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3 million Floridians expected to travel over Thanksgiving weekend, AAA says

Traffic backs in the north-bound lanes of Interstate 75 near the Georgia-Florida state line as people flee Hurricane Irma Friday, Sept. 8, 2017, in Jennings, Fla.. (AP Photo/John Bazemore)
John Bazemore/AP
Traffic backs in the north-bound lanes of Interstate 75 near the Georgia-Florida state line as people flee Hurricane Irma Friday, Sept. 8, 2017, in Jennings, Fla.. (AP Photo/John Bazemore)

This year’s holiday travel forecast of three million Floridians on the road is a 3% increase over last year; the second highest since 2001.

AAA projects that more than 3 million Floridians will travel 50 miles or more during the Thanksgiving holiday travel period.

That forecast is the second highest on record (2005), with an expected 87,000 or 3 percent more holiday travelers than last year.

“Travel demand has been strong all year and that trend will continue with one of the busiest Thanksgivings on record,” said Debbie Haas, Vice President of Travel for AAA – The Auto Club Group. “With more people taking to the roads, skies, rails and sea; travelers should expect congested roads and longer lines at transportation terminals. AAA encourages travelers to develop their plan now, leave early, and be courteous to others."

Nationwide, more than 55.3 million Americans are forecast to travel for Thanksgiving. It’s the third-largest travel volume on record, with nearly 1.3 million (2.3%) more than last year, yet fewer than 2019 and 2005 levels.

Most Thanksgiving travelers will drive to their destinations. AAA predicts nearly 2.8 million Floridians will take a road trip of 50 miles or more. That’s nearly 71,000 more Florida drivers (+2.6%) than last year. This year’s forecasted auto travel volume is 10,000 shy of the all-time high, set during the 2005 Thanksgiving holiday weekend.

Service station gas pumps
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Service station gas pumps


Thanksgiving road trips should be less costly at the gas pump this year. Despite global tensions causing ripples through the oil market, strong domestic gasoline supplies are causing pump prices to drop.

Last Thanksgiving, the national average price for gasoline was $3.58 per gallon, while the state average was $3.41. AAA believes gas prices should remain low through the holiday season unless oil prices suddenly spike. You can visit GasPrices.AAA.com to view updated gas price averages.

AAA is also expectong nearly 210,000 Floridians to fly for Thanksgiving — nearly 12,000 (6%) more than 2022, and the second highest air travel volume in 15 years, behind 2019.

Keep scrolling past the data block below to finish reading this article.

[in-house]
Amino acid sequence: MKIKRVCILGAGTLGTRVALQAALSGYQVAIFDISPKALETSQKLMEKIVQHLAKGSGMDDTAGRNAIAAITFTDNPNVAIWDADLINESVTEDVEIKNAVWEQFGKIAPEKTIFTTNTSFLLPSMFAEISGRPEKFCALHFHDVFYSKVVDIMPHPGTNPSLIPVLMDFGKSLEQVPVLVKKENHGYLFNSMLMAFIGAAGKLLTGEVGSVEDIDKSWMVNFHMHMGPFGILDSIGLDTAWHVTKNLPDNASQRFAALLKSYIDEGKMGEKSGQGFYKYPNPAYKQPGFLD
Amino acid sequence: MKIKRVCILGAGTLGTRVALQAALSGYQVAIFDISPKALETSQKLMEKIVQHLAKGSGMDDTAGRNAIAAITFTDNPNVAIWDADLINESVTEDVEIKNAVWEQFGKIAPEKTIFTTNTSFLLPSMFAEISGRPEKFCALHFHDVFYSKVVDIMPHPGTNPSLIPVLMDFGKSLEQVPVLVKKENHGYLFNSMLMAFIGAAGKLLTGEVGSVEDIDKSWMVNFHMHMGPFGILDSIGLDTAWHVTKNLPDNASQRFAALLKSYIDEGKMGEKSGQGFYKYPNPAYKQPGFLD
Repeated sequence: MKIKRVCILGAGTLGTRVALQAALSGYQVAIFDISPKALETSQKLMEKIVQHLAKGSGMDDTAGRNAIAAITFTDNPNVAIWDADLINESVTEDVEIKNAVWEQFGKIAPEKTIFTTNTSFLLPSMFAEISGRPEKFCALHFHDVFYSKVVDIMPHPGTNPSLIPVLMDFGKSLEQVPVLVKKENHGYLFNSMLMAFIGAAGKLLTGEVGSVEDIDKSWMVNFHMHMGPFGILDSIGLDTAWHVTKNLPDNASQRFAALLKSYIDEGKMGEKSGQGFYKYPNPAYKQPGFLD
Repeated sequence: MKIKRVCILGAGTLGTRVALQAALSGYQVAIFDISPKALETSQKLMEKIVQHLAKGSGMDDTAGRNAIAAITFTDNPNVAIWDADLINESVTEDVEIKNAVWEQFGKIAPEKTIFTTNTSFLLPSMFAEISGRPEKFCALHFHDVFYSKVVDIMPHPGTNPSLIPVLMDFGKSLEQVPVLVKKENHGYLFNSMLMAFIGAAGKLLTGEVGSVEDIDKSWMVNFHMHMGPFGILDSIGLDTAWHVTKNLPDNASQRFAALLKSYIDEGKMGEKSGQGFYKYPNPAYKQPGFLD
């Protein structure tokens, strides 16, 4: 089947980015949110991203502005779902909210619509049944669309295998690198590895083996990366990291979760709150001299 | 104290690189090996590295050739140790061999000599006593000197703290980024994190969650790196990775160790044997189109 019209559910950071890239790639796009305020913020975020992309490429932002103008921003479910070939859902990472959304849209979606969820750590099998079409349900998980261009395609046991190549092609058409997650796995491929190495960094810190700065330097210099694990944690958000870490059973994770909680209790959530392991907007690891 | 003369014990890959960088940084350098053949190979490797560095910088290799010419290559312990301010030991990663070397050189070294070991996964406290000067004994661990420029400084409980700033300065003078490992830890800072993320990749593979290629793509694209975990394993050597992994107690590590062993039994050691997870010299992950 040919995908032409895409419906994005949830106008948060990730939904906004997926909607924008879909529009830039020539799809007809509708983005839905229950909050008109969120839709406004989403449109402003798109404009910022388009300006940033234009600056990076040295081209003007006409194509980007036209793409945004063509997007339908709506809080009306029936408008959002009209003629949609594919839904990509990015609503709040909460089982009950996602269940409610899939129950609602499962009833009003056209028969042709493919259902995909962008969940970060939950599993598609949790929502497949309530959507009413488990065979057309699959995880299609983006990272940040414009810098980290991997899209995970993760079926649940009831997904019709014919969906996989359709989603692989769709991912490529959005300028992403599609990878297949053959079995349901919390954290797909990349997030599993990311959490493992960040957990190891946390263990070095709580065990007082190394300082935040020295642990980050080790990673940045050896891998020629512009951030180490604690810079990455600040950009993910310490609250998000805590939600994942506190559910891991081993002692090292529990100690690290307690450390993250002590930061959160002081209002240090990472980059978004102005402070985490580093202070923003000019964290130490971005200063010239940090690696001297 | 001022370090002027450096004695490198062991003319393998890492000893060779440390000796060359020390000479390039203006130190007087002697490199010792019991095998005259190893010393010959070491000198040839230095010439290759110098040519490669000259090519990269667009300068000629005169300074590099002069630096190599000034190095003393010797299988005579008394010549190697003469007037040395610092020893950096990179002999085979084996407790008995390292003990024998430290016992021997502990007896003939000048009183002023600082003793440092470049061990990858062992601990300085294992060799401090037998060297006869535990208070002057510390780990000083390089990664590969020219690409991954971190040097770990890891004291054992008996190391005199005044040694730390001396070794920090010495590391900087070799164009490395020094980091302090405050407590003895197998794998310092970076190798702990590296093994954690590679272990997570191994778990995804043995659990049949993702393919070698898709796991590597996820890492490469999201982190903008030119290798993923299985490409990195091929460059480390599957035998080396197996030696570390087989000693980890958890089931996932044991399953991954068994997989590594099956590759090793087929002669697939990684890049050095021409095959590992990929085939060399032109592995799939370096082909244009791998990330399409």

The Tuesday and Wednesday before Thanksgiving are the busiest air travel days ahead of the holiday and the most expensive. While Sunday is typically the busiest day to return home, AAA data shows Monday is also a popular day to fly back after Thanksgiving.

Meanwhile, the number of Floridians traveling by cruise, bus, and train over Thanksgiving is up nearly 9% over last year. AAA expects 50,000 travelers to head out of town using these other modes of transportation, which suffered a severe setback during the pandemic, but have rebounded nicely.

“The cruise industry, in particular, has made a remarkable comeback, and thrives during the holidays,” Haas added. “Holiday cruises are highly sought-after as a means for large families to travel together and visit multiple destinations without having to worry about the cooking and cleanup. For those looking to plan a 2024 vacation, this is also a great time to connect with a Travel Advisor, who can navigate the many options available to find the best fit.”

Best and worst times to drive

INRIX, a provider of transportation data and insights, expects Wednesday, November 22, to be the busiest day on the roads during the Thanksgiving holiday travel period, with average travel times as high as 80% longer than normal in some metro areas.

INRIX recommends leaving in the morning or after 6 p.m. to avoid the heaviest holiday congestion.“The day before Thanksgiving is notoriously one of the most congested days on our roadways. Travelers should be prepared for long delays, especially in and around major metros,” said Bob Pishue, transportation analyst at INRIX.

“Knowing when and where congestion will build can help minimize holiday traffic frustrations. We advise drivers to use traffic apps, local DOT notifications, and 511 services for real-time updates.”

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WGCU Staff